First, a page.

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Opinion: The Case for Making More Distractions

At a time of profound uncertainty when people are getting by on a daily basis, there is an opportunity for brands to think small and create little moments of distraction and entertainment to help us forget the real world, even just for a minute, writes Aoife Murphy.

Distractions have a bad rep. They push you off course, suck time out of your day and are a general source of irritation.

But living through this pandemic I wonder if they’re experiencing a change of fortune.

We have never been more connected to what is going on in the real world. Every news bulletin feels like an assault. Your favourite show, podcast and journalist all appear to be working off a shared script to remind you that you’re in constant danger.

As we are literally confined to our homes, escape has never been more difficult. Even previously welcome distractions like the telly has put a ‘stay at home’ banner up in the corner, JUST IN CASE we forget for a moment that we’re living through a crisis.

People leap out of the way during our daily walk. The supermarkets have horrid social distancing stickers everywhere and the normally rosy faced manager hides behind a surgical mask.

And despite all these reminders, many brands have adopted the position of an annoying child echoing back everything that’s just been said.

“Stay at home”

“Keep your distance”

“Cough into your sleeve”

“We’re in this together”

It’s a chorus of well-intentioned messages that have lost their original meaning.

Distinction has been a pillar of brand comms for decades and yet so many are using the same tone and production techniques resulting in every ad break feeling like a bad episode of Black Mirror.

The truth is, this sucks. And being reminded of it in an earnest, almost condescending way everywhere I normally go for escape sucks.

Back to distractions. If the purpose of distractions is to make us concentrate on something else then I’d argue there’s never been a better time for them. The world’s strongest brands have always endeavoured to be a high quality distraction. Nike tempted us away from the couch for our first 5k run. IKEA let us virtually play with their furniture in our home. And Pedigree showed us how to take better selfies with our dogs.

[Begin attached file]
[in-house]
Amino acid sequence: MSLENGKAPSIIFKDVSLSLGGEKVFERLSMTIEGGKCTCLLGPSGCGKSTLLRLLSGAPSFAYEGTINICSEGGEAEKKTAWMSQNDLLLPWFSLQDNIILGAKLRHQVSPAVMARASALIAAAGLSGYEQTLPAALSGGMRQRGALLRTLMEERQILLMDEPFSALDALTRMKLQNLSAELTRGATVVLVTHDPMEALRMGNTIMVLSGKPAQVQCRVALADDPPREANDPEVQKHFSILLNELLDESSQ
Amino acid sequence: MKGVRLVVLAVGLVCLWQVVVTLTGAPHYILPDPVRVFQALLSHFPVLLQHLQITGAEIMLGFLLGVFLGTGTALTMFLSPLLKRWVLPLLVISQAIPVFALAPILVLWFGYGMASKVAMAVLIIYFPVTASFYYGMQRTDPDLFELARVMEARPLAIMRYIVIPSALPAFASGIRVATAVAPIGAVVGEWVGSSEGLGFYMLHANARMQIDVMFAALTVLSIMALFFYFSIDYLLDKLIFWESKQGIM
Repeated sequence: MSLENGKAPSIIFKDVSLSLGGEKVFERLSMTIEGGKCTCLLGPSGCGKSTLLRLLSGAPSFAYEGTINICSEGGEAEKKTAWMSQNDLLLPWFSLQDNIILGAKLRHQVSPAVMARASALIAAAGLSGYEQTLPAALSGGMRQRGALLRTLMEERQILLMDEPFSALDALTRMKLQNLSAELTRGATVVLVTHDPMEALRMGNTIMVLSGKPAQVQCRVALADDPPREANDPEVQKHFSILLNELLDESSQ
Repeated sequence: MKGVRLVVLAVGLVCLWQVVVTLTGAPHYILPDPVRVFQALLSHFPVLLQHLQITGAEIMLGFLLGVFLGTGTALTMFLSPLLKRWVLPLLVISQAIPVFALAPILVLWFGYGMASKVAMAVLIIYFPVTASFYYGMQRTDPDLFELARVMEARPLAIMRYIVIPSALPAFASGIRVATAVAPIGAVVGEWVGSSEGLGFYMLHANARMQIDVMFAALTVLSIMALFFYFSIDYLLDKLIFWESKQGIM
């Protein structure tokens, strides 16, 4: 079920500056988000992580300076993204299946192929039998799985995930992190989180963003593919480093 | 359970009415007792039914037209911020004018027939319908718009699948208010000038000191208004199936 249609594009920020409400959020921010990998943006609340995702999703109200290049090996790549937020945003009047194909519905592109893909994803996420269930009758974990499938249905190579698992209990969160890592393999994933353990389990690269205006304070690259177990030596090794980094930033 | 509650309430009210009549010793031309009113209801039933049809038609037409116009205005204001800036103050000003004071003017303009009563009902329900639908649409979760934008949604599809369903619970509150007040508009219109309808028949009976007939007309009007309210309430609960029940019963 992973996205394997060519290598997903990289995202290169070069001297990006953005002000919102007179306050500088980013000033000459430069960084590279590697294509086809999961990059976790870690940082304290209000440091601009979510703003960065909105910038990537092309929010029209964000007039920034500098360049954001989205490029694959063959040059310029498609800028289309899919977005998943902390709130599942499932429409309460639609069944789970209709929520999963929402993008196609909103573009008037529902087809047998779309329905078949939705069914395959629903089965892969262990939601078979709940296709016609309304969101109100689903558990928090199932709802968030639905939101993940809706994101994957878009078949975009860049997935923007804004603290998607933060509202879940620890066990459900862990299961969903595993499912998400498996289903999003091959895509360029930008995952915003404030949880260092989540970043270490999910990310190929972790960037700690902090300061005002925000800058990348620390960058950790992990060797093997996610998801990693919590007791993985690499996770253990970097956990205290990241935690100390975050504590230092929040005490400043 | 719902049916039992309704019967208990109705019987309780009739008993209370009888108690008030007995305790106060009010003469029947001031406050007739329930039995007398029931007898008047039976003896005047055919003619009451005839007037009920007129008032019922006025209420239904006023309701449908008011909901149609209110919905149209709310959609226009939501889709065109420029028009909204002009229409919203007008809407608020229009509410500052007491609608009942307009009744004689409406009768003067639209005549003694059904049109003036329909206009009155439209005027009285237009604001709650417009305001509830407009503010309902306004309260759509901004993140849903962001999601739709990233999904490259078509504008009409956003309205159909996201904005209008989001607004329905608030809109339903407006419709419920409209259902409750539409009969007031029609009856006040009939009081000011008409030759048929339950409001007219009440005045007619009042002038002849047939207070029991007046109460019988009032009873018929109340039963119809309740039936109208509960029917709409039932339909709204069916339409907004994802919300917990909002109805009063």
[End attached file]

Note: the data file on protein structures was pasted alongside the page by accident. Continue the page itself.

People-centric, empathetic brands who put entertainment first are proven to have stronger commercial gains in the long term. In the ‘right now’, distractions are the things holding our attention. Silly Zoom backgrounds, sourdough starters, and toilet roll challenges are all bringing us joy. The brands who are genuinely helping frontline workers or giving normal people generous discounts are appreciated but there is a place, maybe even a need, for more frivolous distractions in these strange times.

What if brands stopped trying to reinforce this forced reality we currently live in and started helping us escape it.

And that doesn’t have to be tone deaf to the current situation. In New Zealand, the main OOH owner turned all its vacant outdoor sites into an urban teddy bear hunt for kids. In the UK Bumble is reigniting love lives by helping us date again, remotely of course. And Irish whiskey brand Roe & Co. is running free flavour workshops to welcome newbies into the world of whiskey.

Many of us in the advertising industry are engaged in big thinking about what the future will look like. What trends will shape the rest of 2020 and beyond. But real people are living this moment to moment. They are getting through this one day at a time. Perhaps the best way brands can ‘help’ right now is to think small and create little moments of distraction, of entertainment, to help us forget the real world, even just for a minute.

Aoife Murphy is Executive Strategy Director + Board member, Boys + Girls